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The California Senate passed a bill last week that would force internet merchants to pay sales tax to the state for sales done within California.
Such a tax, dubbed an "Amazon Tax," is similar to the New York State law that requires the payment of sales and use tax by out-of-state retailers, should they have a commission agreement with an in-state resident based on the referral of customers. Of course, that New York resident would have to earn in excess of $10,000 from in-state sales in order for this law to apply.
The purpose behind such a tax is similar to the legislative intent behind the oft-forgotten "use" tax. Essentially, a buyer can cross state lines and buy an item in a state that has less sales tax. The sales tax, as it is collected at the point of sale by the seller, is a burden on in-state companies since they are often required to collect it and to remit it to the state. If buyers go out of state to purchase items, due to sales tax, the local and in-state businesses suffer.
Many states addressed this issue and decided to use legislative action to level the playing field for in-state sellers. Several states enacted a "use" tax, which is essentially a tax on the use of a product. The California use tax was enacted with this exact remedy in mind -- to level the playing field for in-state businesses.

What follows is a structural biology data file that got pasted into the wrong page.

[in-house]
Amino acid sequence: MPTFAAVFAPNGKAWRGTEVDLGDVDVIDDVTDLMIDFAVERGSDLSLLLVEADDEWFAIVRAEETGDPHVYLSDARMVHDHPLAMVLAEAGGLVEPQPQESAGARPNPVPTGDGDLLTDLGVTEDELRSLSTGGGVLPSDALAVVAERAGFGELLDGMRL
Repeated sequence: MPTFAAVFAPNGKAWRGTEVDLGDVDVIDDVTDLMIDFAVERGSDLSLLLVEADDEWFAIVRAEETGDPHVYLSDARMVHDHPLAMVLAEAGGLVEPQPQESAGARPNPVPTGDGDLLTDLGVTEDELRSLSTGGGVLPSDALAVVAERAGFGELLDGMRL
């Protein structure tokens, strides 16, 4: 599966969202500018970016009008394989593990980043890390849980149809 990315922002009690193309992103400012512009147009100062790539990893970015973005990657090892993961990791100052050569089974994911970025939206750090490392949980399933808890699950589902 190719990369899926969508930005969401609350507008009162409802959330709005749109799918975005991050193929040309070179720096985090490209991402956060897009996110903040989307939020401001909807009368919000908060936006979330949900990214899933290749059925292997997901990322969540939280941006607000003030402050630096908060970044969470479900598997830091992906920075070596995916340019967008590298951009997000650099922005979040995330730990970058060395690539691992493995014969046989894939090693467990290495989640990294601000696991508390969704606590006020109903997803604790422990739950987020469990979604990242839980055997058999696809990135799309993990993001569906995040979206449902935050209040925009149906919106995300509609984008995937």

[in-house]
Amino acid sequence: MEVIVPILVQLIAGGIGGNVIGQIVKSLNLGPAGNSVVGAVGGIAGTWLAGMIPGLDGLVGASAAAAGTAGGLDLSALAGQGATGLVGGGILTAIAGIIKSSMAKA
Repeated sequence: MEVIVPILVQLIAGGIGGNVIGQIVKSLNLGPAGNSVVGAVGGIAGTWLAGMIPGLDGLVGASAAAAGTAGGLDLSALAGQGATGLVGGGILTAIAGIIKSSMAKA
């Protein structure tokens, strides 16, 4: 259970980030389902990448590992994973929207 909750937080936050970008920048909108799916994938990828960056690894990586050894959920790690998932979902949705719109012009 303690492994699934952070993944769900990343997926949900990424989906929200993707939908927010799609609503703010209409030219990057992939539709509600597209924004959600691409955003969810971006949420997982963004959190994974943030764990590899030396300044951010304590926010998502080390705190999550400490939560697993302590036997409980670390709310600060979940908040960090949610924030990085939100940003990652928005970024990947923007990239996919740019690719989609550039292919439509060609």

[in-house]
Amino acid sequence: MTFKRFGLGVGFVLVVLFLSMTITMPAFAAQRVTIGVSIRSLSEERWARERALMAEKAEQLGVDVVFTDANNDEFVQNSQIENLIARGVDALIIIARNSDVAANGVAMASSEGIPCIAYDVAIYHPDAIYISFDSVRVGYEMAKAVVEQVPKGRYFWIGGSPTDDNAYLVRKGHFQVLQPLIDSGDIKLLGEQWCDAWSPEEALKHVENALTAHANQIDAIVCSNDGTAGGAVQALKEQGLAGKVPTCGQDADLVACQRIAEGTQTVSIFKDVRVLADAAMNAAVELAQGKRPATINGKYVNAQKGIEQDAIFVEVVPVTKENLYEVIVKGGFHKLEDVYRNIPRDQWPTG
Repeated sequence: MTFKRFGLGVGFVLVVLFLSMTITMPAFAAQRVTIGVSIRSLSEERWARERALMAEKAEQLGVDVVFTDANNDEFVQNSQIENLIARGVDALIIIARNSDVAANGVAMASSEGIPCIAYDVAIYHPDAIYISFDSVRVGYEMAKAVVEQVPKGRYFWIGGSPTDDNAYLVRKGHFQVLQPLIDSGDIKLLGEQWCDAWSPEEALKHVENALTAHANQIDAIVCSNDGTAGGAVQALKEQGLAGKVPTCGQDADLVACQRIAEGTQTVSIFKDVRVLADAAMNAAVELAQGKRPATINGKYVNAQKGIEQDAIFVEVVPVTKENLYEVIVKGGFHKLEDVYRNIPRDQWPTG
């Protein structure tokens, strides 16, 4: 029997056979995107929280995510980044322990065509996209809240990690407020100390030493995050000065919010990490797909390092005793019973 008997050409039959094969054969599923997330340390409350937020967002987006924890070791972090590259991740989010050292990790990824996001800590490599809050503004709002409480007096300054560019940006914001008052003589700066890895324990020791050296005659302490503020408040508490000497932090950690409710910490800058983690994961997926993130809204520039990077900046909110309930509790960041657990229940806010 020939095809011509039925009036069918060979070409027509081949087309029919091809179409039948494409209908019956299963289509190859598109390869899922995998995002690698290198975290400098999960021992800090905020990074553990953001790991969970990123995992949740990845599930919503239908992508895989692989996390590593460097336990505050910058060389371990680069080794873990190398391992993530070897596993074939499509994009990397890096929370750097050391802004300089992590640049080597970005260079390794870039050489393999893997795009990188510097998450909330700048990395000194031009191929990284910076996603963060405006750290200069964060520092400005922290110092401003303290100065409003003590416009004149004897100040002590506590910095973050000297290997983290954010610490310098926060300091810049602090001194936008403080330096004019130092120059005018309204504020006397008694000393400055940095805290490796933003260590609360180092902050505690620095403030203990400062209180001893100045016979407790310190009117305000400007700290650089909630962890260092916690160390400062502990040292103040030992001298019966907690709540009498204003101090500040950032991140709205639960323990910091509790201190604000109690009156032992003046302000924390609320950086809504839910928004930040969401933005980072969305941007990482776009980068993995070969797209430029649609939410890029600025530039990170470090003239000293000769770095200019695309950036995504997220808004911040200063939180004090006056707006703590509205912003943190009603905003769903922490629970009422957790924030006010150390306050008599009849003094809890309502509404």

Implementation problems, however, have aided many online purchasers to evade this tax. The impetus for this tax only really comes on the state's radar through other agencies, most of the time. An example of this would be the out-of-state purchase of an automobile. When that automobile is registered in-state with the DMV, the state comes to learn of the purchase and will often tax the buyer for using the car in state, assuming no sales tax was paid. In some states, it may be possible to offset the use tax with the sales tax paid in the other state.
Nevertheless, use taxes tends to escape the watchful eye of the state tax collector. So, in an effort to crack down on in-state sales by out-of-state sellers, California introduced the new "Amazon" tax, a tax that is promising to raise $107 million annually.
But not all are toasting this new bill. Governor Arnold Schwarzenegger, for one, is not thrilled. After an earlier effort by California legislators to enact an "Amazon tax," he vowed to veto the law. And veto he did, when Overstock pulled its affiliate sellers program from California, a program that Schwarzenegger claimed created jobs within the state.
The New York law was contested in court by the online retailers. The future of the California law remains unclear. Will it become law, or will it hear "hasta la vista" from Gov. Schwarzenegger?